Gravel-voiced singer Tom Waits’ magnificent music has built up a cult following and how the self-styled “cabaret tribute” L’Orchestre d’Hommes-Orchestres interpret his opus in a highly original manner.

L'Orchestre d'Hommes-Orchestres

L’Orchestre d’Hommes-Orchestres

The six piece group L’Orchestre d’Hommes-Orchestres from Quebec certainly raise questions with their approach to Tom Waits’ back catalogue. As a huge fan of the gravelly-voiced one’s works, I had certain trepidation over seeing how possibly his kookiest set of fans would be interpreting his works.

The idea of seeing some people play his music is definitely appealing though one is left wondering what the point of it was – do his need yet another tribute act? Happily, a sheer energetic madness that erupts within seconds of the six piece L’Orchestre d’Hommes-Orchestres arriving on stage wipes these thoughts away.

Over the course of the hour-and-a-half, around 100 instruments are used to bring Waits’ songs to life; frankly, there may have been even more. A suitcase is used for a bass drum; a wooden spoon rattled between teeth adds a syncopated rhythm; fizzing candy adds a scratchy analogue record feel; dominos, bottles, pipettes, pasta, oranges, one-string-basses, guitars, violins…. even a pram are all given their own musical dimensions. I’ve often listened to Tom Waits and thought that he sounds like a mad prophet rattling around in an old tin shed filled with hammers and tea pots – now seeing a mousetrap clicked in front of a microphone I feel like maybe I’m getting a glimpse of what his studio might really look like.

L’Orchestre d’Hommes-Orchestres taking on Tom Waits

Waits is known for encouraging other artists to use his music and re-work it. Bruce Springsteen, The Eagles and Rod Stewart have all covered his tracks as have countless others. Waits himself has contributed vocals to a plethora of tracks by other artists, many of which he’s received no payment for. He has also constantly explored different styles and gravitated towards less common instruments, saying “Your hands are like dogs, going to the same places they’ve been. You have to be careful when playing is no longer in the mind but in the fingers, going to happy places. You have to break them of their habits or you don’t explore; you only play what is confident and pleasing. I’m learning to break those habits by playing instruments I know absolutely nothing about, like a bassoon or a waterphone.” With all this in mind, there’s no doubt that he would be pleased by what this show is trying to do, by deconstructing his songs and putting them back together in an even more chaotic fashion than they were originally recorded.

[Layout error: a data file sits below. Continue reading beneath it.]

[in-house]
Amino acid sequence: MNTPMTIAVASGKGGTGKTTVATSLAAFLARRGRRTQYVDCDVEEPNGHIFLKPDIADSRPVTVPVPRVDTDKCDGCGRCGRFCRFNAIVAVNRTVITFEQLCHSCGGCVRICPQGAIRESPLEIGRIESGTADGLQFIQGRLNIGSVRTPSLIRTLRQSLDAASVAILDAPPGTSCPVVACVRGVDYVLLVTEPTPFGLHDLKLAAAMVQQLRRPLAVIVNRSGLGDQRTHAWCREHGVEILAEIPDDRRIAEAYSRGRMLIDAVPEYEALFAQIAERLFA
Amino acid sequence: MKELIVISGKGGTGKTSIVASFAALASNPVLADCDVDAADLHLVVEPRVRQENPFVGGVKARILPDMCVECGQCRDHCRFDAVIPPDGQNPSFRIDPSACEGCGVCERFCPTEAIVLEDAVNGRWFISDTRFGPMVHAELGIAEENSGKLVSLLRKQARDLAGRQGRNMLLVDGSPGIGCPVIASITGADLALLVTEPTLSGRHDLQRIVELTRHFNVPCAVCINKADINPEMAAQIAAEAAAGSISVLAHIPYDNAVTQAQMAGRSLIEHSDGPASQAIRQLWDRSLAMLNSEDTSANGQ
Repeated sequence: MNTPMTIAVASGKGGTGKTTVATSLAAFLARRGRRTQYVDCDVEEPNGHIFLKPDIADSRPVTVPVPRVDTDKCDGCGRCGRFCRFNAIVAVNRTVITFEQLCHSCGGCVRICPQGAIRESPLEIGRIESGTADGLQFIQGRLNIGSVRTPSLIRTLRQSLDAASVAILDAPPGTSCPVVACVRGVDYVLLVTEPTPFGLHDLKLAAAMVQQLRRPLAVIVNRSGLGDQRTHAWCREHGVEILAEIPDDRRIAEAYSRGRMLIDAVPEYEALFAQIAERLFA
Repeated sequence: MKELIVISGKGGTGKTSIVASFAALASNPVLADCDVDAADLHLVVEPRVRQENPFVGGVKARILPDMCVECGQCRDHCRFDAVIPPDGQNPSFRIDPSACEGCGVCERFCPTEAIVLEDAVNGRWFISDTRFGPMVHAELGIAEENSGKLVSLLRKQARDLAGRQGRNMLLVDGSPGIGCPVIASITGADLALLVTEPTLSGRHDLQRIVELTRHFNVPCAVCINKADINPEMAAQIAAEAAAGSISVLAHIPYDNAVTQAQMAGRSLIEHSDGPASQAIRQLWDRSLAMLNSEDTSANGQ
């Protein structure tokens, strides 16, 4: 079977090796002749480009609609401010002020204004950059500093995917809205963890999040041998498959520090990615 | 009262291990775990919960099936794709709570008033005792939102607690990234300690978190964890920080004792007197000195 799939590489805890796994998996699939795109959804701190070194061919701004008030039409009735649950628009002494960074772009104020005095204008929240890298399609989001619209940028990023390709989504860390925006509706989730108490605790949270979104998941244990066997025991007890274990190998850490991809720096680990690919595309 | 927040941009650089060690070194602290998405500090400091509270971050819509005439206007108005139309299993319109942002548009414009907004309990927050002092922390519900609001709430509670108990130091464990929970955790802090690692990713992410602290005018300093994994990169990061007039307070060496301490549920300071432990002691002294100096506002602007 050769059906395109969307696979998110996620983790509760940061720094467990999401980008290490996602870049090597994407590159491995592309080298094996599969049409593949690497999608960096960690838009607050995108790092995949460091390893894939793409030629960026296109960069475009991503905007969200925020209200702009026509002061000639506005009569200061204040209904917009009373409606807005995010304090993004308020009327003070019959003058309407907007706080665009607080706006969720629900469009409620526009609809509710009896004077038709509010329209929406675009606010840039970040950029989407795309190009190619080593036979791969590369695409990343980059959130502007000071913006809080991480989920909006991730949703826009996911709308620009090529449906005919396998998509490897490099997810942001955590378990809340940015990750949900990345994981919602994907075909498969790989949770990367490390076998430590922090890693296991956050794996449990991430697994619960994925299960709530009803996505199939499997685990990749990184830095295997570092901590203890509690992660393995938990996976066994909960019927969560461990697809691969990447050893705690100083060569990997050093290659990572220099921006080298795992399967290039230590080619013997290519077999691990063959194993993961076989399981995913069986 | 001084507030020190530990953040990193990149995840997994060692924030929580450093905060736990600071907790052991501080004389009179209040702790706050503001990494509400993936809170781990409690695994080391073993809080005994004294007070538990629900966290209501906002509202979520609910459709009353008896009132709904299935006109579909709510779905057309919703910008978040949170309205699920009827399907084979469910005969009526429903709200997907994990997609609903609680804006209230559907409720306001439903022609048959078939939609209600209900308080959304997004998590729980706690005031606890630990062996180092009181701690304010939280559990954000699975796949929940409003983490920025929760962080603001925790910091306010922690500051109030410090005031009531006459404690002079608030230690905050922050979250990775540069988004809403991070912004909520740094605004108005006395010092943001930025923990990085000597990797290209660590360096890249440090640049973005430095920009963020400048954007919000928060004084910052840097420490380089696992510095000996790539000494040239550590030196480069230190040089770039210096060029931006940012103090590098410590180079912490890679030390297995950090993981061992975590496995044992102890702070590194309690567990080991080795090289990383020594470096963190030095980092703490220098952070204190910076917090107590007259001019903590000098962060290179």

Throughout the show, just as much attention is given to the physicality of the words as the sounds and rhythms. A particular highlight of the show is the orchestra’s surreal yet literal take on Chocolate Jesus: one of the two female performers eats a huge bar of chocolate, while the other looks on with blatant envy. Elsewhere a beat is tapped out by smacking a tin with a pair of walking boots, and four guys sing vocal harmonies while inside an empty picture frame they hold up to enclose them. All six members of the band then crawl over each other, play parts of each other’s bodies and hold glasses and cigarettes for them all to use in turn.

The spellbinding visual and sonic originality of this ensemble’s approach is encapsulated in a scene which sees a beat established through one person wearing a helmet with a golf club attached while another musician has a bell on their head that smashes into a frying pan held by two others who high-five, a process which repeats every few seconds over a five minute song.

A furious finale sees the stage utterly destroyed as the orchestra leaves noticeably panting to a sight and sound not of their making, namely a double standing ovation which is a well-deserved tribute from the audience to a brilliant show which oozes skill, invention and audacity throughout. Tom Waits fans looking to experience this take on his back catalogue should note that they will beat the Southbank Centre every night until Sunday 7th July.

L’Orchestre d’Hommes-Orchestres Performs Tom Waits. Queen Elizabeth Hall at the Southbank Centre, London SE1 8XX. 2-7 July, 19:45 (18:00 on 7 July). £20.

Photo credit: Daniel Webb